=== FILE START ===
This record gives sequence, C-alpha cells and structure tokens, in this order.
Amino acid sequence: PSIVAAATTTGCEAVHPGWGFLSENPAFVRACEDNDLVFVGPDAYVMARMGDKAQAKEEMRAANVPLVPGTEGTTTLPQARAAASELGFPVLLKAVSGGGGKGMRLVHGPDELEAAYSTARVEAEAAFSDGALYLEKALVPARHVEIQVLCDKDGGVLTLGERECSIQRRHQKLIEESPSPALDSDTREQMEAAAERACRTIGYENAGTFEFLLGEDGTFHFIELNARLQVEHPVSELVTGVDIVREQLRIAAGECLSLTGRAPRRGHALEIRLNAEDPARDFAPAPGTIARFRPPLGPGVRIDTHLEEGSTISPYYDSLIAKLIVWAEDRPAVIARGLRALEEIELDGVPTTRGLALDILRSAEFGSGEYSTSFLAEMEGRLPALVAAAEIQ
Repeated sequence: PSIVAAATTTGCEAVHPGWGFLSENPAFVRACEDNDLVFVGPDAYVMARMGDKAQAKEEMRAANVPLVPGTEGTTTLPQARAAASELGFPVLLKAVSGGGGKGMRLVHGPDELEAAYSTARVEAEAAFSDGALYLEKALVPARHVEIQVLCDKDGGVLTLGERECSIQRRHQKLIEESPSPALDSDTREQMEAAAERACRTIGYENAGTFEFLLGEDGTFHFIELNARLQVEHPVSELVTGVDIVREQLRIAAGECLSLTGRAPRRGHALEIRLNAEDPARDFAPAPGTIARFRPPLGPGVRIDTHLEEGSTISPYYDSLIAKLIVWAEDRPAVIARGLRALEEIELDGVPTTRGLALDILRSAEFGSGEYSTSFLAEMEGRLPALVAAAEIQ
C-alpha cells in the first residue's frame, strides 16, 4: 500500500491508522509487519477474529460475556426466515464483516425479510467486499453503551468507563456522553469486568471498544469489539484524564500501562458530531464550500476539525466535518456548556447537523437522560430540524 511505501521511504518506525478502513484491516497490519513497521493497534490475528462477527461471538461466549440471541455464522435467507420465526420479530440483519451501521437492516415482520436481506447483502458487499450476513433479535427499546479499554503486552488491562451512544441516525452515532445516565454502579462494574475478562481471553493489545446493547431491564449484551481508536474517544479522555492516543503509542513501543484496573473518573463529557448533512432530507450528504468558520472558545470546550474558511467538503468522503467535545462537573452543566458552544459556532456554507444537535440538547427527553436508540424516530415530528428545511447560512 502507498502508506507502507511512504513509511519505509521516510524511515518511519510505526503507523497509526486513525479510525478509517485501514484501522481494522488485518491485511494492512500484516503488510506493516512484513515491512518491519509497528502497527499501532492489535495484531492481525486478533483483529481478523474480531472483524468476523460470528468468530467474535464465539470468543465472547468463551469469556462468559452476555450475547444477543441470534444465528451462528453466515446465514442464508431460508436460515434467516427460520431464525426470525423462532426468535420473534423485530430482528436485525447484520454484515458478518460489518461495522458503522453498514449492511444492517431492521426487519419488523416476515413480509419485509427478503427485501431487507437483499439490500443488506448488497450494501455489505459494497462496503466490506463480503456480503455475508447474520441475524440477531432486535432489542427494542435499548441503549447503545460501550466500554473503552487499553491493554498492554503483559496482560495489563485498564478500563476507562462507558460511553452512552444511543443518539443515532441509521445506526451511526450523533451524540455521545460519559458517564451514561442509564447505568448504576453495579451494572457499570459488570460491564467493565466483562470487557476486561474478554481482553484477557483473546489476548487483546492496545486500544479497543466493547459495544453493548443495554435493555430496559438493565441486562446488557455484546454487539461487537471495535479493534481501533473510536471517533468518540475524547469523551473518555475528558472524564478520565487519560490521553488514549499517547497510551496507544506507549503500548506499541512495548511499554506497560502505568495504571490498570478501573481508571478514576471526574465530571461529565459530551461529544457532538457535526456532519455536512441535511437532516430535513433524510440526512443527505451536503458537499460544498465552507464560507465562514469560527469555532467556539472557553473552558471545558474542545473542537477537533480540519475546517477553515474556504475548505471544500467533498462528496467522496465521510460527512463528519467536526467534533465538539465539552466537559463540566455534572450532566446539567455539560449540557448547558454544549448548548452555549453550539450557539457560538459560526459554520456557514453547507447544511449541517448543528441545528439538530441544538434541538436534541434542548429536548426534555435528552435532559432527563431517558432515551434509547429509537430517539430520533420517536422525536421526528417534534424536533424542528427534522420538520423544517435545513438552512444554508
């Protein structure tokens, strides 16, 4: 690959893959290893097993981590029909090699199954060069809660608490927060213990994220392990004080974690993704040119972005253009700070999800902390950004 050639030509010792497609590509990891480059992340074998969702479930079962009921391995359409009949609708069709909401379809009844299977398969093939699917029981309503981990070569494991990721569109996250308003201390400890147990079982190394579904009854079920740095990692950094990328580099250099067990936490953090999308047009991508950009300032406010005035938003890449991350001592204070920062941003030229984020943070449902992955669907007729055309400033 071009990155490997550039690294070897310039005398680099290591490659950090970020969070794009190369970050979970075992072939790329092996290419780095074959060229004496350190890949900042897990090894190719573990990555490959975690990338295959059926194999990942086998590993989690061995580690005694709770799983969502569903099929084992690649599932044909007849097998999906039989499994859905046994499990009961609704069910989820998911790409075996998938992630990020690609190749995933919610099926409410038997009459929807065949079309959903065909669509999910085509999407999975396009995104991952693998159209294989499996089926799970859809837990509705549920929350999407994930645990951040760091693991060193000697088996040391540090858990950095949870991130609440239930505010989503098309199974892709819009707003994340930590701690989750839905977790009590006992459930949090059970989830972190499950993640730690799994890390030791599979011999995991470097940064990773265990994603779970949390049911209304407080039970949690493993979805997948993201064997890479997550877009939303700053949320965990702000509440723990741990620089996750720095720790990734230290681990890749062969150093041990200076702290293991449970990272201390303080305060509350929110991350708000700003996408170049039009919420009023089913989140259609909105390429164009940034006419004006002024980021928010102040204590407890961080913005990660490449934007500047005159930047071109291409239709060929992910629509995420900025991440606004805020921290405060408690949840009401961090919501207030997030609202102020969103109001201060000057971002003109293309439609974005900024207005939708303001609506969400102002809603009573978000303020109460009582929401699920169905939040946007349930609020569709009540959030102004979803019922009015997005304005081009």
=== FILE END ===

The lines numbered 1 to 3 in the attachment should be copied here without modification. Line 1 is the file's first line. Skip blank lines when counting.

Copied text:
This record gives sequence, C-alpha cells and structure tokens, in this order.
Amino acid sequence: PSIVAAATTTGCEAVHPGWGFLSENPAFVRACEDNDLVFVGPDAYVMARMGDKAQAKEEMRAANVPLVPGTEGTTTLPQARAAASELGFPVLLKAVSGGGGKGMRLVHGPDELEAAYSTARVEAEAAFSDGALYLEKALVPARHVEIQVLCDKDGGVLTLGERECSIQRRHQKLIEESPSPALDSDTREQMEAAAERACRTIGYENAGTFEFLLGEDGTFHFIELNARLQVEHPVSELVTGVDIVREQLRIAAGECLSLTGRAPRRGHALEIRLNAEDPARDFAPAPGTIARFRPPLGPGVRIDTHLEEGSTISPYYDSLIAKLIVWAEDRPAVIARGLRALEEIELDGVPTTRGLALDILRSAEFGSGEYSTSFLAEMEGRLPALVAAAEIQ
Repeated sequence: PSIVAAATTTGCEAVHPGWGFLSENPAFVRACEDNDLVFVGPDAYVMARMGDKAQAKEEMRAANVPLVPGTEGTTTLPQARAAASELGFPVLLKAVSGGGGKGMRLVHGPDELEAAYSTARVEAEAAFSDGALYLEKALVPARHVEIQVLCDKDGGVLTLGERECSIQRRHQKLIEESPSPALDSDTREQMEAAAERACRTIGYENAGTFEFLLGEDGTFHFIELNARLQVEHPVSELVTGVDIVREQLRIAAGECLSLTGRAPRRGHALEIRLNAEDPARDFAPAPGTIARFRPPLGPGVRIDTHLEEGSTISPYYDSLIAKLIVWAEDRPAVIARGLRALEEIELDGVPTTRGLALDILRSAEFGSGEYSTSFLAEMEGRLPALVAAAEIQ